Three standard scales were used to assess the occlusal loss or wear of posterior composite restorations. The standard scale developed by Leinfelder (Code L) consisted of five calibrated standard casts of permanent posterior teeth, restored with resin composite and exhibiting approximately 100 ~m to 500 ~m of occlusal loss in i n c r e m e n t s of approximately 100 ~m. Actual values for the average wear on each of these standards have been reported by Vann et al. (1988), and these values have been used in subsequent calculations. The M-L Scale (Code M), developed by Moffa and Lugassy (1986), contained 18 dies with cylindrical incremental defects ranging from 0 ~m to 1000 ~m. Vivadent provided an 18-category standard scale (Code V) that consisted of toothshaped, tooth-sized dies with restoration-like incremental defects ranging from 25 ~m to 1000 ~m. Unlike the defects of irregular depth on L standards, the extent of the "loss" on M and V standards was even around the entire margins of the restorations. Stone replicas were obtained from impressions of composite restorations in the posterior teeth of patients. F r o m replicas of several hundred restorations, a test set of 60 replicas was selected to provide examples of a relatively wide range of wear from zero to 300 txm on the occlusal margin of the worse side (buccal or lingual). Four evaluators (Codes R,C,T,J) had different levels of previous dental and evaluating experience (Table

1). Regardless of experience, all evaluators undertook a training program. The M-L calibrating set was used with each standard scale until an 85% level of accuracy was achieved (Moffa and Lugassy, 1986). On each occasion, immediately before evaluation of the test set of replicas, the M-L calibrating set of casts was used to recalibrate the evaluator against the respective standard scale to be used in the evaluation. The set of 60 test replicas was assessed six times by each evaluator (using each of the standard scales twice) over a period of three weeks. Evaluations of the test replicas were carried out in a random order by visual inspection at a magnification of 2X, using a point source of illumination directed so t h a t the light tended to cast shadows on the exposed cavity walls. Occlusal loss, or wear, on the worse side (buccal or lingual) of the occlusal margin of each test replica was determined by evaluation of the extent to which this axially-directed wall of the original cavity preparation was exposed in the test replica compared with the mentally averaged extent of occlusal loss around the entire margins of the standards. Occlusal loss represented the distance from the cavity margin to the surface of the composite restoration (Vann et al., 1988). Because the amount of occlusal loss was usually uneven around the margin of the test replica, evaluators were asked to select the standard or the interval between two standards that most closely represented the amount of occlusal loss on the test replica. If the occlusal loss was less than or equal to 200 ~m, assessment was made to the nearest 25 ~m. If wear was considered to be greater than 200 ~m, the assessment was made to the nearest 50 ~m. These assessment specifications reflect the capacity of evaluators to identify, visually, smaller differences when the actual amount of existing loss is less. The two m a n u f a c t u r e d s t a n d a r d scales reflected this, the M standard having 50-~m increments for defects greater than 100 ~m and the V standard scale having 50-~m increments for defects greater than 200 ~m but 25-~m increments below these levels.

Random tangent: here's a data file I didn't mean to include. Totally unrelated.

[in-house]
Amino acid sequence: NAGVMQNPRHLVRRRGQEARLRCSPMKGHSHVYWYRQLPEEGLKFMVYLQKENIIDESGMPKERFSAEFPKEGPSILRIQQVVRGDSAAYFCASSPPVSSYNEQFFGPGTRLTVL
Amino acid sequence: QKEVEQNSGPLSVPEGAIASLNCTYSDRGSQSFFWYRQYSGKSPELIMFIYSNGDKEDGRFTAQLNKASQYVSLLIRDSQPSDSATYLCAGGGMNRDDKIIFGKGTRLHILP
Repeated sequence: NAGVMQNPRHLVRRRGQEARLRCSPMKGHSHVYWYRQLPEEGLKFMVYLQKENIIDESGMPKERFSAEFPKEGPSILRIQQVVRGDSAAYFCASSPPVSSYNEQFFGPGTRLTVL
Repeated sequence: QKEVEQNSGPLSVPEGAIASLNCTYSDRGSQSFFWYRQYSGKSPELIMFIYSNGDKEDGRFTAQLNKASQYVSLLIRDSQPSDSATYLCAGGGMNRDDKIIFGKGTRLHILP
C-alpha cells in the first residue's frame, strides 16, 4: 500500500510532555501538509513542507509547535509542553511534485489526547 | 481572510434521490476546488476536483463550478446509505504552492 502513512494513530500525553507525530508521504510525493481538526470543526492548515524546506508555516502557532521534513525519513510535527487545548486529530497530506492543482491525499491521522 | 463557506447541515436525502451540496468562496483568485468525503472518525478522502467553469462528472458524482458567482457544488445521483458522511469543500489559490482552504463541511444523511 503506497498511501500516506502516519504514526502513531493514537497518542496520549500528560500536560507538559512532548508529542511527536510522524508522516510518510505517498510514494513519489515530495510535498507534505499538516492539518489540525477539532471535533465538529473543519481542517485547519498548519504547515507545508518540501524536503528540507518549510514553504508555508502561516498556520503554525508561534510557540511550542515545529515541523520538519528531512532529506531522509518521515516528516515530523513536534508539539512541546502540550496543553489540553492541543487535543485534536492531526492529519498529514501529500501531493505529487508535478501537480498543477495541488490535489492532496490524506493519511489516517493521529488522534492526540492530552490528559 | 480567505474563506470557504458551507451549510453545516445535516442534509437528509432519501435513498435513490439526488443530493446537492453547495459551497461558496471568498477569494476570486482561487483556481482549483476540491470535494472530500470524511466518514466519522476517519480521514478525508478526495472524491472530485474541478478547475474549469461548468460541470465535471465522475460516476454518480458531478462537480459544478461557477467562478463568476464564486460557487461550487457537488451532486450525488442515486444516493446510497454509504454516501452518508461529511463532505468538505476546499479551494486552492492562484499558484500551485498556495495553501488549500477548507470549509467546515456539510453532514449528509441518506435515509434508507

TABLE1 THE EVALUATORS

Code

R C T J

Dentally Qualified Yes Yes Yes No

Photographs of Amalgams Yes Yes No No

TABLE2 INTRA-EVALUATORAGREEMENT

Percentage Agreementto within one Category* Between Repeated Evalu~ions M V L Evaluator Standard Standard Standard R 97 90 90 C 98 93 87 T 60 82 72 J 60 65 78 *One category = 25 ~m if wear _< 200 #m. One category = 50 ~m if wear > 200 #m.